Coronavirus: NBA to suspend season after Jazz player tests positive


The NBA will suspend play starting on Thursday after a Utah Jazz player preliminarily tested positive for the new coronavirus, the league said Wednesday.

The test result was reported shortly before Utah’s game against the Thunder in Oklahoma City was to begin, and that game was abruptly postponed.

The league said the affected player was not at the arena.

“The NBA is suspending game play following the conclusion of tonight’s schedule of games until further notice,” the league said. “The NBA will use this hiatus to determine next steps for moving forward in regard to the coronavirus pandemic.”

The Jazz issued a statement saying that the affected player initially tested negative for influenza and a respiratory infection.

The decision was made to test again for COVID-19. They did not name the player in the statement. The player tested positive and is being treated by health officials in Oklahoma City.

“A preliminary positive result came back right before tip-off of the Utah Jazz-Oklahoma City game,” the Jazz statement said. “The decision was correctly made by the NBA postpone the game.”

Team owners had been discussing Wednesday how best the league should respond to the coronavirus outbreak.

Dallas owner Mark Cuban was sitting courtside at the Mavericks game against Denver when he got the news on his phone.

“I thought this is crazy. It can’t be true,” Cuban said. “It is like out of a movie. Unreal.”

Upon learning the news about the suspension of the season, Cuban immediately walked over to the team bench to let the team officials know and then walked on the court to tell the officials.

“It is not about basketball and money. This is exploding to the point where I think about the families. We are making sure we are doing this the right way,” he said.

“The idea that a couple of players have it …. it is stunning, isn’t the right word.”

Earlier NBA team owners and league officials had been wrestling with how to manage in the face of the outbreak, considering not only postponing games but also playing without fans in the arenas.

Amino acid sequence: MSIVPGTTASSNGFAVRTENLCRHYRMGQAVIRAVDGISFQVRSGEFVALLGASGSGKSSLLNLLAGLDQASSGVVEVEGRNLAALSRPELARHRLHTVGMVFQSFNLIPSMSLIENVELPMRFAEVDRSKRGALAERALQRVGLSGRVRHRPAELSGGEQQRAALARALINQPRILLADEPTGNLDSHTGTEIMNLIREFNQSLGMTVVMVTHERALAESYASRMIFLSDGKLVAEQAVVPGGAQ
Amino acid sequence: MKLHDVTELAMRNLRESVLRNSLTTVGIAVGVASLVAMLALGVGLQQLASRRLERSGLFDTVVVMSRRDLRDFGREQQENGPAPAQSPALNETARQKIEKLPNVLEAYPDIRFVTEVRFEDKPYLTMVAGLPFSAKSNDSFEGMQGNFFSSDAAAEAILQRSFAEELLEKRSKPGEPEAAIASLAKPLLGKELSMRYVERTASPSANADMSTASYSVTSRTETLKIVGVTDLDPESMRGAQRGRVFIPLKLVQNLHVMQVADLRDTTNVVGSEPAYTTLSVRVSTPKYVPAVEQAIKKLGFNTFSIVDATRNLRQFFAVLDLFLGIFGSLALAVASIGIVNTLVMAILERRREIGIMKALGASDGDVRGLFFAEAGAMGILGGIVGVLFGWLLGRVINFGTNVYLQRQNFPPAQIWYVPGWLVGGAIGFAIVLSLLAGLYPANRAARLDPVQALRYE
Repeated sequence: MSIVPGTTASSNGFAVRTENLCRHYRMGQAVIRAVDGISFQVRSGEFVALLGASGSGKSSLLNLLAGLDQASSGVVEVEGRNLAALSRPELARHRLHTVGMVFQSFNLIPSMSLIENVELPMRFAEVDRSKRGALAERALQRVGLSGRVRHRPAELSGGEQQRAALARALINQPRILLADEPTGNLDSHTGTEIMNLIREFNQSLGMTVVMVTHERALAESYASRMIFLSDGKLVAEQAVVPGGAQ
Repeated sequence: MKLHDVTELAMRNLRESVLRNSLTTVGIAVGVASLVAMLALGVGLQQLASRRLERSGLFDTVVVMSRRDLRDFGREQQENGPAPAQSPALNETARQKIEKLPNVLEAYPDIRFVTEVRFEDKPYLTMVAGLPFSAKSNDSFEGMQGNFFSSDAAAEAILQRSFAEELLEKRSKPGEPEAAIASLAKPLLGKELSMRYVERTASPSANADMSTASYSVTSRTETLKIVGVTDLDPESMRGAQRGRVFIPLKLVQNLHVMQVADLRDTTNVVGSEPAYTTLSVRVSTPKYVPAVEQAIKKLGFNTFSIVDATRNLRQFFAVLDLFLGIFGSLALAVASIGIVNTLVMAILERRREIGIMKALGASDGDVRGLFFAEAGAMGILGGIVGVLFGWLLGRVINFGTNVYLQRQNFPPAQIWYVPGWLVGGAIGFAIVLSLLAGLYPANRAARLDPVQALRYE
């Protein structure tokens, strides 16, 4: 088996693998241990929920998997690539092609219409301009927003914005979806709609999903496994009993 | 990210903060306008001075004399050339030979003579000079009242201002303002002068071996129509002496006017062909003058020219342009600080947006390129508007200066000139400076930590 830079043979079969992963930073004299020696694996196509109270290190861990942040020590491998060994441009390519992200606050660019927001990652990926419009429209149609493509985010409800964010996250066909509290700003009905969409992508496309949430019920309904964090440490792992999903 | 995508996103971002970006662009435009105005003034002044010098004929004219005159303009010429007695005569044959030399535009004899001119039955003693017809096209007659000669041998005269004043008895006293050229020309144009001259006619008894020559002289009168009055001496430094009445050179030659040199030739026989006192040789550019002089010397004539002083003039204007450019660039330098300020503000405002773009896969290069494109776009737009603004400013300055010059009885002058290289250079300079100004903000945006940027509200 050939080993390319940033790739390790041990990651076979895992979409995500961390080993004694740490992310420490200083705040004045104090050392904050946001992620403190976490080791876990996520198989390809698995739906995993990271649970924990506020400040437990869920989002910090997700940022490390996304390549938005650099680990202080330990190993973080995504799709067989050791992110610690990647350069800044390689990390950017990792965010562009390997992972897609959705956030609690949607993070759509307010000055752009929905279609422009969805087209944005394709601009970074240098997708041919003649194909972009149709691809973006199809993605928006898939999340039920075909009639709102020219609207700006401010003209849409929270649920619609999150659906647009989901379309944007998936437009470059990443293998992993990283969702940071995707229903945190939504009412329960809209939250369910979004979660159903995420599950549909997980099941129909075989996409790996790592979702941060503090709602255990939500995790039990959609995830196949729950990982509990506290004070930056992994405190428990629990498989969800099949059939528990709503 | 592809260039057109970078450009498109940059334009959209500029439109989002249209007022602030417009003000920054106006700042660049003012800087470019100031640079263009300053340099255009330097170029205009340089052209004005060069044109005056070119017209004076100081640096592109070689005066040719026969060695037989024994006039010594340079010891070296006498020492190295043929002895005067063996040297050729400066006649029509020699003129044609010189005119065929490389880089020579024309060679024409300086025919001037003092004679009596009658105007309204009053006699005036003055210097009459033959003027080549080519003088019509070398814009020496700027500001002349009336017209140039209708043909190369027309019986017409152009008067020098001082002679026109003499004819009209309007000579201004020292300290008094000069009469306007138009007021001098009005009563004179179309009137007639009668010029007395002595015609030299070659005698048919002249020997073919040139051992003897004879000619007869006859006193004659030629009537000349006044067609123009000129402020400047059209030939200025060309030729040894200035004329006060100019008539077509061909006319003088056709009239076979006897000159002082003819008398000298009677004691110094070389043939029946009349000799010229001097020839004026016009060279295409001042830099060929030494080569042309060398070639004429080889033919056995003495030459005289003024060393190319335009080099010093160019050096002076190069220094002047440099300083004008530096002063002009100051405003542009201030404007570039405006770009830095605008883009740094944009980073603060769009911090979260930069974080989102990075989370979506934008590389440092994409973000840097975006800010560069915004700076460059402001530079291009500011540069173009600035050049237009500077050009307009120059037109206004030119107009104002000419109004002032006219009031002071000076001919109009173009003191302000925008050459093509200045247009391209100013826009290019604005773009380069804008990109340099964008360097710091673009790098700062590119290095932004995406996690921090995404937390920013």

The Golden State Warriors had confirmed they would host the Brooklyn Nets on Thursday in San Francisco behind closed doors after San Francisco city officials announced a two-week ban on all gatherings of more than 1,000 people.

The league-wide decision was made after the confusing scenes in Oklahoma City, where Jazz and Thunder players took the court to warm up, but shortly before the scheduled tip-off were sent to their locker rooms before police began to clear the Chesapeake Energy Arena.

Fans were told only that the game was postponed due to “unforeseen circumstances” before they were herded out of the arena.

The NBA did not name the player who had tested positive, but several US media outlets reported it was French defensive standout Rudy Gobert, who was listed first as questionable for the game and then as out with illness.

Teammate Emmanuel Mudiay was also listed as suffering from an undisclosed illness on the team’s injury report.

Six NBA games were scheduled for Wednesday. Four were underway when the game in Oklahoma City was called off and a later game between the New Orleans Pelicans and Kings in Sacramento was also postponed.

“It’s unprecedented,” Detroit coach Dwayne Casey — whose Pistons fell to the 76ers in Philadelphia — said of the decision to suspend the season. “I think it’s the prudent thing to do.”

Cuban said he he is ready to do whatever the league asks of him.

“I am not an expert,” he said. “The NBA has people who specialize in this. They are talking to the CDC. I don’t want to fake it.”

Miami Heat coach Erik Spoelstra said this is much bigger than basketball.

“Stunned,” Spoelstra said after his team lost to the visiting Charlotte Hornets.

“It’s a very serious time right now. I think the league moved appropriately,” added Spoelstra, who concluded his post-game press conference by saying: “There’s nothing to really talk about with the game, right?”

Cuban said he was thinking of the safety and health of his family.

“I walked over to my wife and said ‘do we send our kids to school tomorrow.'”



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